google-mobile-smartphones-blue-ss-1920-800x450Recently, the privacy regulator of France (CNIL) has rejected Google’s arguments against expanding the “right to be forgotten” (RTBF) to the company’s global index.  It’s well known that Google has been limiting RTBF removals to European domains like Google.fr.

The privacy regulators in Europe feel that by being given the ability to access Google.com to access “removed” content completely undermines RTBF.  Google has been threatened with sanctions by the French if they fail to remove RTBF links form all its domains globally.

I do see where the French privacy regulators are coming from, as simply accessing Google.com can ruin the efforts made by RTBF to keep “removed” content from being seen.  So from that standpoint, there is certainly some legitimacy to the French and European arguments about this circumvention.  France is trying to European law on Google across the globe.  Personally, I don’t think this will hold water, as we’re talking about European law here.  One country’s law doesn’t really hold any relevance in another.  This French action is not only unjustified, but it can can create a precedent that other countries could end up following to censor content that they deem offensive.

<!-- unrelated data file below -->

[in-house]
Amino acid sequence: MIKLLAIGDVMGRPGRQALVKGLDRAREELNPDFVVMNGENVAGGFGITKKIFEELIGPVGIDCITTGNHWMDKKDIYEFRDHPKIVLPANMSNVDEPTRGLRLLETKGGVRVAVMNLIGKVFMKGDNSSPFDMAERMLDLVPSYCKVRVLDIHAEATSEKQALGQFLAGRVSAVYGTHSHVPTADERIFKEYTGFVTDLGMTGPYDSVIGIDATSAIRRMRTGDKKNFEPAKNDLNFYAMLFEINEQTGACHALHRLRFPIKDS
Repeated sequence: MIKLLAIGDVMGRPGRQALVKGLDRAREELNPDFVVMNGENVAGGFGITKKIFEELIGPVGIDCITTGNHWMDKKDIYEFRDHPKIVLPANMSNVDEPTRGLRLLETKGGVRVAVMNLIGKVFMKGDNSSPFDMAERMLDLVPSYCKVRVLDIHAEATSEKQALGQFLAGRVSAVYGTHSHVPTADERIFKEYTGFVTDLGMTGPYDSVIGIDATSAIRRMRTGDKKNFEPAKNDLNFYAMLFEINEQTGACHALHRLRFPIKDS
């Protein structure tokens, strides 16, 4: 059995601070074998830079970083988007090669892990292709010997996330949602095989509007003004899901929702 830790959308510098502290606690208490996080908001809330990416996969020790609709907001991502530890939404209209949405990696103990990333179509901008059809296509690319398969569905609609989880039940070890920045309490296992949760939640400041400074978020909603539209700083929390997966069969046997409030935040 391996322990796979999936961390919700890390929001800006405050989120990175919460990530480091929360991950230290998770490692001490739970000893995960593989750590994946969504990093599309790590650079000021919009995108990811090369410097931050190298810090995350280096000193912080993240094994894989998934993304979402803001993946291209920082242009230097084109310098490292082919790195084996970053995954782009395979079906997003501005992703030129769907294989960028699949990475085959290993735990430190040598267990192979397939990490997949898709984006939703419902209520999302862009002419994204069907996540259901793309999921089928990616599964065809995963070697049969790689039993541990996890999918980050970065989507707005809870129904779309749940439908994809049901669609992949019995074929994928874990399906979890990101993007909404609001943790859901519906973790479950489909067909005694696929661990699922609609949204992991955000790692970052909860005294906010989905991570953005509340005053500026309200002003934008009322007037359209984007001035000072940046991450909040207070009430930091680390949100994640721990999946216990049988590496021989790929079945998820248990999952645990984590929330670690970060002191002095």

Google has said that CNIL doesn’t have any jurisdiction and authority to impose a global ban on disputed RTBF links, and in turn, CNIL has disagreed with this characterization, seeing itself as merely trying to enforce the law in France and Europe.

In the end, it’s possible that this case could find itself in front of the European Court of Justice Luxembourg, who created the RTBF in the first place.  If the court with CNIL, the matter could presumably become one for international diplomacy.

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